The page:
Then the next morning we went out with another driver (not sure why we didn’t go with Mufid) in a car that the Japanese government donated through Unicef to pick up kids to take them to Al-Fakheit School. These kids live in very tiny villages far away from Yatta, so they either had to move to Yatta to stay with relatives to go to school or just not go to school. But now they have schools in Jinba and Al-Fahkheit they can go to. CPT, ISM and EAPPI ride with the driver into the area these villages are because the Israeli military does not want these villages or schools to be there and causes problems for the drivers.
Sunday morning, they were stopping drivers ahead of us, and our driver was nervous. The soldier told all of us to get out of the car. The soldier started asking the driver questions in Hebrew, and the driver said he didn’t speak Hebrew. So they started talking to him REALLY LOUD in Hebrew. I wanted to encourage them to think about rainbows but Kathy said she didn’t think it was appropriate. Gabriel said that the car had diplomatic plates and that Unicef wanted us to accompany the car, so the soldiers finally let us through.
Then we picked up the children–seven for the first trip. The driver makes three trips to get them all to the school. While the children waited for the other children and the teachers to get Al Fakheit, they played soccer. Their ball didn’t have much air in it, and they built their goalposts out of these rocks, but they still had a lot of fun.
When the teachers got to the school, all the students line up according to what grade they were in and did exercises.
Road to Jinba
Then Kathy and Gabriel walked a long way to visit the school at Jinba that was built for younger children. Kathy fell on her face and hurt her knee.
School at Jinba
The school at Jinba is smaller than the one at Al Fakheit, and only younger children go there.
I hope nothing bad happens to Jinba, Al Fakheit, Isfey, al Fakheit, al Majaz, at Tabban, Jinba, Mirkez, Halaweh and Khallet Athaba’. I hope that these schools an the homes and wells and caves and animal pens are not destroyed. I also hope that the Israeli military stops practicing bombing and shooting near these villages, because it’s scary for the children and animals. The Israeli government said one of the reasons that all the people here have to move (except for the Israelis living in the area) is that it is a nature reserve, and the wild animals and plants need to be protected, but how can you protect plants and animals if you’re bombing and shooting? I talked to a gazelle about it and she agreed with me that that’s just silly.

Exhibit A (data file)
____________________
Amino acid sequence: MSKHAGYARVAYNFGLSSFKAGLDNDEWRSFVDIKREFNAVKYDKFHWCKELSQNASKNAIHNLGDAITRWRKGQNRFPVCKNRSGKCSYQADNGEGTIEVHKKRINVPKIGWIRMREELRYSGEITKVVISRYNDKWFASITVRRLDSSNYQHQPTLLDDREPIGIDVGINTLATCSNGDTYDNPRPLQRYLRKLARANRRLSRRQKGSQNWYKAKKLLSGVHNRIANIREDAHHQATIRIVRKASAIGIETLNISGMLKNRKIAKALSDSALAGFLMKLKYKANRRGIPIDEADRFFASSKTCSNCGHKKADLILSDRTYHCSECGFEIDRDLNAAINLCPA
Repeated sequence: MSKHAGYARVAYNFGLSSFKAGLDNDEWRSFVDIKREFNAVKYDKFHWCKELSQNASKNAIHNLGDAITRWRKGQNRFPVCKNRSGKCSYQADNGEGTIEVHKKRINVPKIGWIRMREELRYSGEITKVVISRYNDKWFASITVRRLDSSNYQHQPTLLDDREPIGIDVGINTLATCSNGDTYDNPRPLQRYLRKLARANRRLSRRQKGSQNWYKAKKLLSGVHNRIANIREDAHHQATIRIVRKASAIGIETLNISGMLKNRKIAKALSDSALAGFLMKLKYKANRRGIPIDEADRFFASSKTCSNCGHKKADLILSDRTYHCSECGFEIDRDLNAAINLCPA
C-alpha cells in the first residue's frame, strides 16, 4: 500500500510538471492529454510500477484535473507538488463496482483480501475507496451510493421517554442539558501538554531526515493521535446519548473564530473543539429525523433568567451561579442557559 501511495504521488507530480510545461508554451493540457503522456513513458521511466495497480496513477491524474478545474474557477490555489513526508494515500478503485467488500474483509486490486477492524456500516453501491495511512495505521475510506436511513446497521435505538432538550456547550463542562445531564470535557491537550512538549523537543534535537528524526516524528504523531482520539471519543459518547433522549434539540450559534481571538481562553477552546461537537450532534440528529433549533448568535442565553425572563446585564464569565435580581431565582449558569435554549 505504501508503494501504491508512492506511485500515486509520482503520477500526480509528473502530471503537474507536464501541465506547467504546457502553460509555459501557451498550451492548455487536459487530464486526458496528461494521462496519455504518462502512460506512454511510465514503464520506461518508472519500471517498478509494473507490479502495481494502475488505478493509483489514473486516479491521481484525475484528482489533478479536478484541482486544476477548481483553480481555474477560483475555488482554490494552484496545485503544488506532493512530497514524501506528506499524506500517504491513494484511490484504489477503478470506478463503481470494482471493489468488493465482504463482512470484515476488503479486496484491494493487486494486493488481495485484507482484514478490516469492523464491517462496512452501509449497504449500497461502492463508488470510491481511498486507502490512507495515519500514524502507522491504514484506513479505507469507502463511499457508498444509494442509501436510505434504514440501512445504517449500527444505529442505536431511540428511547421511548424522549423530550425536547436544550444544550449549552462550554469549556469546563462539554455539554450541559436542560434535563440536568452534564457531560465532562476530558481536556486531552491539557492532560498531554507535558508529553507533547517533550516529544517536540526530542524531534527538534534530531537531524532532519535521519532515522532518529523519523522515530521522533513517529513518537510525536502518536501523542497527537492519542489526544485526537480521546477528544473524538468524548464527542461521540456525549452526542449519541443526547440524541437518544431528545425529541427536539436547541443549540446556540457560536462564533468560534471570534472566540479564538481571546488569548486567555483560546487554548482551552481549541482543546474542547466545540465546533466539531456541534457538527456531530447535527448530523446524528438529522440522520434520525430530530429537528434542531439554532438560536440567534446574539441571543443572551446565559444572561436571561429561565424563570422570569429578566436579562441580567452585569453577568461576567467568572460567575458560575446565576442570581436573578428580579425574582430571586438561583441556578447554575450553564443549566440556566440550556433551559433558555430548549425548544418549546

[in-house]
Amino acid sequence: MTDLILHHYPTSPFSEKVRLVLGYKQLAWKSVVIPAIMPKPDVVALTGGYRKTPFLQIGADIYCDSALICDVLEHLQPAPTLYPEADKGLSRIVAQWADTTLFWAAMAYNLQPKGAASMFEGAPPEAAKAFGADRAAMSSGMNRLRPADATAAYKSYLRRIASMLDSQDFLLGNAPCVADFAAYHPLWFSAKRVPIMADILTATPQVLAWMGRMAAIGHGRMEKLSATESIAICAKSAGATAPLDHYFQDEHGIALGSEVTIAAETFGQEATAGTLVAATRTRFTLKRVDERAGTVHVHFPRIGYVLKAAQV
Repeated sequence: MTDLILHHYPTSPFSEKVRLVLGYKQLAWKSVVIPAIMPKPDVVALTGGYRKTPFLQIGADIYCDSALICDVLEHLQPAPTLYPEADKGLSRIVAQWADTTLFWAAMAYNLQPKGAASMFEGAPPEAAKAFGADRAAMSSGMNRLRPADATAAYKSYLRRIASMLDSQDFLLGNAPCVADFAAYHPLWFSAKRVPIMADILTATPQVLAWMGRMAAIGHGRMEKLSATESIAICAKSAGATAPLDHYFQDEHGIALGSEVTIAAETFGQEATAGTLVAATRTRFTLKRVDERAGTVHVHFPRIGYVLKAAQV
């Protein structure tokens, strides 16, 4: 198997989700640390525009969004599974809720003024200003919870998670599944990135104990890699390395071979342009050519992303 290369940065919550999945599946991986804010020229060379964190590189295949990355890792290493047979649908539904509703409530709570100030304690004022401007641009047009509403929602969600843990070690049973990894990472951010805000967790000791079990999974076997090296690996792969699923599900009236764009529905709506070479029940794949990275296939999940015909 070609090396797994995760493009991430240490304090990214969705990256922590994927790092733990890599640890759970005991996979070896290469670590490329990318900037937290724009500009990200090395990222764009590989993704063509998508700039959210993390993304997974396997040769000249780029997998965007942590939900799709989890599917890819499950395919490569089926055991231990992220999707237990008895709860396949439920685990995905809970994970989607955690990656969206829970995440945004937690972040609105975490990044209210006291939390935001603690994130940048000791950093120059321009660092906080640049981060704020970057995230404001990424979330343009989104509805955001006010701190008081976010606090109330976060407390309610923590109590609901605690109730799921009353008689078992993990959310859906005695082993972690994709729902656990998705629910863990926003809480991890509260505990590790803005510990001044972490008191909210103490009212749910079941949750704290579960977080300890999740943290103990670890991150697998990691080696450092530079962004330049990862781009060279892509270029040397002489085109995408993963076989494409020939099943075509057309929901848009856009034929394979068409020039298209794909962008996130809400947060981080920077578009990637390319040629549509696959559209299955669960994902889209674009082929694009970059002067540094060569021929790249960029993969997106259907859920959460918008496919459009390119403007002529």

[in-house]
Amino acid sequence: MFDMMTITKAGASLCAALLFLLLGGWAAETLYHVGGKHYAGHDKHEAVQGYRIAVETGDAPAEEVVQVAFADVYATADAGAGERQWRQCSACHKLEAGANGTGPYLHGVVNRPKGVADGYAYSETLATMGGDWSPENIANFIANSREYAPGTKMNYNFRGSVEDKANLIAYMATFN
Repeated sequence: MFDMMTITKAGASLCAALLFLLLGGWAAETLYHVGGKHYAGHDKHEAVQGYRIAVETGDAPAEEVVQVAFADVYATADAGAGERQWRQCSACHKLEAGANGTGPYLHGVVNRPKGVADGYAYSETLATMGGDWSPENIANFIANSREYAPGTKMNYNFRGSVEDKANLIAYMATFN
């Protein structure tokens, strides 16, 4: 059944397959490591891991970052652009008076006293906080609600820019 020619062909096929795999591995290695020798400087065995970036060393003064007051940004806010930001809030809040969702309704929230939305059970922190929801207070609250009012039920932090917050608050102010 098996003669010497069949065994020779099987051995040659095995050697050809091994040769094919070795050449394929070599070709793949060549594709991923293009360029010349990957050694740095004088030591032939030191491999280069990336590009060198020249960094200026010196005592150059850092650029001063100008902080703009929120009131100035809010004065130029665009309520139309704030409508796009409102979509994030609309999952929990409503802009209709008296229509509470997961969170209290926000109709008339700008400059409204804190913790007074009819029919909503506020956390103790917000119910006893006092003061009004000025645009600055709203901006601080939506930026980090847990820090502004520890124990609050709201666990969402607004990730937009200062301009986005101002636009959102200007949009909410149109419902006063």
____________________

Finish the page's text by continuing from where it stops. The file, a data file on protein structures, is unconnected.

Looking at the South Hebron Hills from the school at Al Fakheit
Well that’s all for now. Back to doing school patrol in Hebron tomorrow!
And lo, the Lord did put in my path two quarrelsome angels, who argued loudly with each other as they left the airplane from France and with the woman at passport control in the Tel Aviv airport, and though she did send them away, verily, they returned each time the young woman did ask me a question to dispute with her most vexedly in Hebrew. Three times they did return, during the time of my questioning, until the young woman gave me the paper that did allow me to enter and catch the taxi to Jerusalem.
Jonathan reading Flannery O’Connor while waiting at the border
So after weeks of anxiety, and seeing my colleagues turned away at the airport and the Jordanian border, my entry into Israel was remarkably anticlimactic. For an idea of what my teammate Jonathan went through when the Israeli authorities denied him entry at the Jordanian border, check out his blog. His ordeal was also written up in the Electronic Intifada.